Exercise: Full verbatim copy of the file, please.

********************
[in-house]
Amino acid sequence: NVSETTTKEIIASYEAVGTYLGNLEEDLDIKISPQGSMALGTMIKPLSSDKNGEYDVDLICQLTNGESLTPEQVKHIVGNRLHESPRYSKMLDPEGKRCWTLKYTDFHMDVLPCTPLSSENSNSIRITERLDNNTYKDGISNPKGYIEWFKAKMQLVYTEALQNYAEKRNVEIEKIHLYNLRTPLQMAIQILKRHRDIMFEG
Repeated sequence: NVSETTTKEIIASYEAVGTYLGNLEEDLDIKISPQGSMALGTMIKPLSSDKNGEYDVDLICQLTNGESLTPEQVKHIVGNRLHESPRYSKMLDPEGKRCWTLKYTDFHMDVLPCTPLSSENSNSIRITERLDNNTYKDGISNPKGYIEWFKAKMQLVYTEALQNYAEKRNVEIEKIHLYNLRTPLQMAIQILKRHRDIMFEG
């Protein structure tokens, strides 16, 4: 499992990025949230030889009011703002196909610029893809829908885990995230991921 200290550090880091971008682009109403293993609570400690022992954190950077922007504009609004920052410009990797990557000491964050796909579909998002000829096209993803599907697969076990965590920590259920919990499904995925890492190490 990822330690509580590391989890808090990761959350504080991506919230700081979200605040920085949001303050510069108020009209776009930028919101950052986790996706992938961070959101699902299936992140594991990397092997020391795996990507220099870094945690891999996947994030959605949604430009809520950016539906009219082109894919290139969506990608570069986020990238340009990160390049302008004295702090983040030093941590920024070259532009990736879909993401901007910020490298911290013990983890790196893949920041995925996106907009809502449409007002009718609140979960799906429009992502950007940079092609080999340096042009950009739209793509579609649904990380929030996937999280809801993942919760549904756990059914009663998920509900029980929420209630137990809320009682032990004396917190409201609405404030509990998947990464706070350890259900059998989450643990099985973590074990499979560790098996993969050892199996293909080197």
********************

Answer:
[in-house]
Amino acid sequence: NVSETTTKEIIASYEAVGTYLGNLEEDLDIKISPQGSMALGTMIKPLSSDKNGEYDVDLICQLTNGESLTPEQVKHIVGNRLHESPRYSKMLDPEGKRCWTLKYTDFHMDVLPCTPLSSENSNSIRITERLDNNTYKDGISNPKGYIEWFKAKMQLVYTEALQNYAEKRNVEIEKIHLYNLRTPLQMAIQILKRHRDIMFEG
Repeated sequence: NVSETTTKEIIASYEAVGTYLGNLEEDLDIKISPQGSMALGTMIKPLSSDKNGEYDVDLICQLTNGESLTPEQVKHIVGNRLHESPRYSKMLDPEGKRCWTLKYTDFHMDVLPCTPLSSENSNSIRITERLDNNTYKDGISNPKGYIEWFKAKMQLVYTEALQNYAEKRNVEIEKIHLYNLRTPLQMAIQILKRHRDIMFEG
């Protein structure tokens, strides 16, 4: 499992990025949230030889009011703002196909610029893809829908885990995230991921 200290550090880091971008682009109403293993609570400690022992954190950077922007504009609004920052410009990797990557000491964050796909579909998002000829096209993803599907697969076990965590920590259920919990499904995925890492190490 990822330690509580590391989890808090990761959350504080991506919230700081979200605040920085949001303050510069108020009209776009930028919101950052986790996706992938961070959101699902299936992140594991990397092997020391795996990507220099870094945690891999996947994030959605949604430009809520950016539906009219082109894919290139969506990608570069986020990238340009990160390049302008004295702090983040030093941590920024070259532009990736879909993401901007910020490298911290013990983890790196893949920041995925996106907009809502449409007002009718609140979960799906429009992502950007940079092609080999340096042009950009739209793509579609649904990380929030996937999280809801993942919760549904756990059914009663998920509900029980929420209630137990809320009682032990004396917190409201609405404030509990998947990464706070350890259900059998989450643990099985973590074990499979560790098996993969050892199996293909080197």